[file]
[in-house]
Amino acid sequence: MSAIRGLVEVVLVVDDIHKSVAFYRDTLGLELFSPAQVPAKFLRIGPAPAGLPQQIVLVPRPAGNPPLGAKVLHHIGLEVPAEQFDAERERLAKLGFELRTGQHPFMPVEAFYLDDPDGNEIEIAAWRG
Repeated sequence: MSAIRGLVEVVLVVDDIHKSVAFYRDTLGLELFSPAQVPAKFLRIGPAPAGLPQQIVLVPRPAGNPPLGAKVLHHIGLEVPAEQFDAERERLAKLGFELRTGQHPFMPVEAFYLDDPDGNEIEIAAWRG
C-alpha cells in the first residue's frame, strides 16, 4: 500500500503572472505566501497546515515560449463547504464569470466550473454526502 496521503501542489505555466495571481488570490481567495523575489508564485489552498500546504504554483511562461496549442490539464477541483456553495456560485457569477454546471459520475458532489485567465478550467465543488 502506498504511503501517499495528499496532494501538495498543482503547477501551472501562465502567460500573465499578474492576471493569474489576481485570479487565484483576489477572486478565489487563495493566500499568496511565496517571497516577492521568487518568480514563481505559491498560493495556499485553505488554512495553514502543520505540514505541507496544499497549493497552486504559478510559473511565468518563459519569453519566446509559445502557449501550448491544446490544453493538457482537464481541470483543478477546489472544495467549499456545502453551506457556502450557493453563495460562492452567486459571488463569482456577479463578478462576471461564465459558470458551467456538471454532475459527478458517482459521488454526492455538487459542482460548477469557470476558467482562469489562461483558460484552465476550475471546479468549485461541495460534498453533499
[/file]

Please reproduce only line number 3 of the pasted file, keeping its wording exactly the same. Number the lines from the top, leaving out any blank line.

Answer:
Repeated sequence: MSAIRGLVEVVLVVDDIHKSVAFYRDTLGLELFSPAQVPAKFLRIGPAPAGLPQQIVLVPRPAGNPPLGAKVLHHIGLEVPAEQFDAERERLAKLGFELRTGQHPFMPVEAFYLDDPDGNEIEIAAWRG